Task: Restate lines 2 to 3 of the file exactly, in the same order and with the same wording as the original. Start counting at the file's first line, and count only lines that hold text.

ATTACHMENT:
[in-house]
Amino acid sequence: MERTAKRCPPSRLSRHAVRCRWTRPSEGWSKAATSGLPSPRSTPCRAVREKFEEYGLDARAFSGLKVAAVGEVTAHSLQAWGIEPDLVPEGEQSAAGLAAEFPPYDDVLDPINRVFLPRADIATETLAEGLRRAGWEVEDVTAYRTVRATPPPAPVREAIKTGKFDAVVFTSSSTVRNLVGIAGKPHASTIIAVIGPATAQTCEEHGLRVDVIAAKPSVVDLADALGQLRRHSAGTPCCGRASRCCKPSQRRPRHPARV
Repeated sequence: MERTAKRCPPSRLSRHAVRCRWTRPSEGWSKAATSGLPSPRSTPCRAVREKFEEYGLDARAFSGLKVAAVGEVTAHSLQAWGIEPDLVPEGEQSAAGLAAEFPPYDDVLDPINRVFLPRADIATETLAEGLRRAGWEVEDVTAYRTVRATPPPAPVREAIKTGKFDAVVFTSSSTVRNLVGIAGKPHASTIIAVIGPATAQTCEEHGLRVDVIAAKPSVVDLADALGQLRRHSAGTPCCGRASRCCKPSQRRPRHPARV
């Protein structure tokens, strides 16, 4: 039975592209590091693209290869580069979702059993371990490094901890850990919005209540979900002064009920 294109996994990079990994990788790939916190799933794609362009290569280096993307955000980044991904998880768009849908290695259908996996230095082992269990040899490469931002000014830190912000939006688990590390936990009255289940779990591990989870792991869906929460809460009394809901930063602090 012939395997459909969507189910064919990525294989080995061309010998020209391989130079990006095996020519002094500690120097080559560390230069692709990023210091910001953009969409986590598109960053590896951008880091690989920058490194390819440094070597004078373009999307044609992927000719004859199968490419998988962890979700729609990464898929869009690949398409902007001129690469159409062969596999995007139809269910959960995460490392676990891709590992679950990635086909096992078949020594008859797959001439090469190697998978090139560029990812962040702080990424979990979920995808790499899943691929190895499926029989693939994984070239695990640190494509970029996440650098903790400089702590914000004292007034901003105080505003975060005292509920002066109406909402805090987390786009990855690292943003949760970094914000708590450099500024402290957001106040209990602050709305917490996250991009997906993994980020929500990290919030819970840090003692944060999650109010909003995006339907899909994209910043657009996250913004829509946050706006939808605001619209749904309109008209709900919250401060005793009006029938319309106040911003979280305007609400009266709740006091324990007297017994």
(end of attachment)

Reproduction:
Amino acid sequence: MERTAKRCPPSRLSRHAVRCRWTRPSEGWSKAATSGLPSPRSTPCRAVREKFEEYGLDARAFSGLKVAAVGEVTAHSLQAWGIEPDLVPEGEQSAAGLAAEFPPYDDVLDPINRVFLPRADIATETLAEGLRRAGWEVEDVTAYRTVRATPPPAPVREAIKTGKFDAVVFTSSSTVRNLVGIAGKPHASTIIAVIGPATAQTCEEHGLRVDVIAAKPSVVDLADALGQLRRHSAGTPCCGRASRCCKPSQRRPRHPARV
Repeated sequence: MERTAKRCPPSRLSRHAVRCRWTRPSEGWSKAATSGLPSPRSTPCRAVREKFEEYGLDARAFSGLKVAAVGEVTAHSLQAWGIEPDLVPEGEQSAAGLAAEFPPYDDVLDPINRVFLPRADIATETLAEGLRRAGWEVEDVTAYRTVRATPPPAPVREAIKTGKFDAVVFTSSSTVRNLVGIAGKPHASTIIAVIGPATAQTCEEHGLRVDVIAAKPSVVDLADALGQLRRHSAGTPCCGRASRCCKPSQRRPRHPARV